Are Health Advocates Finally Wising Up About the Nature of Risk?

Everything we do entails risk. The question is our tolerance for it.


Not to be outdone by a friend who is having his mid-life crisis, I've been going through my own way-past-mid-life crisis. So I've been looking into motorcycle riding as a way to spark a little everyday excitement, which has naturally led to some reading and research about risk—and the amount of it that people are willing to endure.

It's a fascinating topic. Every year, the Isle of Man—a self-governing British dependency in the Irish Sea—hosts a motorcycle race that zooms through the island's gnarled, twisting roadways. Competitors in the Tourist Trophy are routinely killed, with the total death count on the Snaefell Mountain Course hitting 255. It's amazing reading accounts of this risky contest.

I doubt that Americans would tolerate such a dangerous spectacle. But we do accept everyday activities that have a high body count. Nearly 89 Americans die each day in car crashes. And 13 motorcyclists are killed in the U.S. daily on top of that, but risks for bikers are far higher when one factors in vehicle-miles traveled. Motorcyclists account for only 0.6 percent of the miles traveled yet riders account for 21 percent of all vehicle fatalities, according to the National Motorcycle Institute. Bikers are 38 times more likely to die in an accident than people in cars.

Those figures—and anecdotal stories of riders clobbered by birds or killed after some "cager" on a cellphone cuts in front of them—ultimately put the kibosh on my thoughts of taking weekend motorcycle rides through the Sierra foothills. But others are more willing to accept the risk. And there's still plenty of risk that non-riders face on any given day. I have two friends who have been hit by cars while walking just in the past year.

That brings me to the topic at hand: tobacco use. The statistics are even more daunting than those involving motorcyclists. The Centers for Disease Control blames cigarette smoking for 480,000 deaths in the United States per year. Even if those figures are inflated, that's still a shockingly high number. All these fatality numbers, by the way, are dwarfed by the injury and sickness numbers. I'm far more willing to risk death than I am willing to risk spending the next year in the intensive-care unit, or spending my golden years eating through a feeding tube.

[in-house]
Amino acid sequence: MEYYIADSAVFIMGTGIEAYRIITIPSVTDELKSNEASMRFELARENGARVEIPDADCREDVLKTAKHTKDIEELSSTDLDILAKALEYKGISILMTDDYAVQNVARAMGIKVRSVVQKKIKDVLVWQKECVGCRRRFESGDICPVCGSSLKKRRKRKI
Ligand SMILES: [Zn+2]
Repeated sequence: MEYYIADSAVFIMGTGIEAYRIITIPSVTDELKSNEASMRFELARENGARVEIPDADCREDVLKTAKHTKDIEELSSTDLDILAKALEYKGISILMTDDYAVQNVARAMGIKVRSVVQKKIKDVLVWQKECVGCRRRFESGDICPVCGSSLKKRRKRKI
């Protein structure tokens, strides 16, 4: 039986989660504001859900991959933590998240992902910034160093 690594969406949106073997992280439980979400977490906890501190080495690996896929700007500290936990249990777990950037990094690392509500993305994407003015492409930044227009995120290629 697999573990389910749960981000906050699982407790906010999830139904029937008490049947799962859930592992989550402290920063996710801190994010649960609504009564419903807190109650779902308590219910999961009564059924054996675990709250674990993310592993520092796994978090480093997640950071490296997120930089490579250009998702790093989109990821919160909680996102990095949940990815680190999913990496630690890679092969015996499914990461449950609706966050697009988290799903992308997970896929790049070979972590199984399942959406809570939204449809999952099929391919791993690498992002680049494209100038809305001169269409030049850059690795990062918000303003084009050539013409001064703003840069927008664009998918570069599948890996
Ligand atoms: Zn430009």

Policy makers are understandably intent on reducing risks wherever possible. Road safety groups are understandably intent on improving vehicle safety in a variety of ways (Anti-lock braking systems on motorcycles, for instance, are viewed as a great safety improvement). Anti-tobacco groups are understandably intent on convincing more Americans to give up a deadly habit. Smoking rates are down thanks in part to some public policies, but a certain level of zealotry has hobbled efforts to make even greater strides in reducing the number of tobacco-related deaths.

Several California localities have passed bans on flavored tobacco products (menthol cigarettes, cheap flavored cigars, etc.) as a way to limit their appeal, especially to teenagers who might be tempted to try them. Unfortunately, the bans always include flavored electronic cigarettes. Because virtually all vaping liquids are flavored, that means a ban on a product that isn't risk-free—but is far less risky than combustible cigarettes. State officials have foolishly insisted that vaping is just another form of smoking and should be treated in the same harsh manner.

But perhaps we're finally seeing a more sensible, less ideological approach to tobacco risk take hold among health advocates who are committed to reducing the death rate associated with cigarettes. For instance, this month the American Cancer Society, which had previously avoided recommending vaping, issued a statement that is worth applauding.

The society supports "FDA-approved cessation aids" and recommends that people give up all tobacco products. That's nothing new, but it also included this sensible advice: "Many smokers choose to quit smoking without the assistance of a clinician and some opt to use e-cigarettes to accomplish this goal. The ACS recommends that clinicians support all attempts to quit the use of combustible tobacco and work with smokers to eventually stop using any tobacco product, including e-cigarettes." It also calls for more FDA research. That's progress.

There are two different ways to deal with risk, from a policy standpoint. One is to insist on abstinence. That approach has dominated regulations toward tobacco, especially in California with its Nanny State mindset. The other—known as "harm reduction"—accepts that people do dangerous things, but helps them make safer choices.

Everything we do entails risk. The question is our tolerance for it. Mine is fairly low, so I'll probably pursue my latest life crisis on a 10-speed bicycle rather than a 900cc Ducati. And I'm not about to start smoking cigarettes. But those who do smoke need fewer bans and less hectoring—and more access to products such as e-cigarettes that might save their lives.

This column first appeared in the Orange County Register.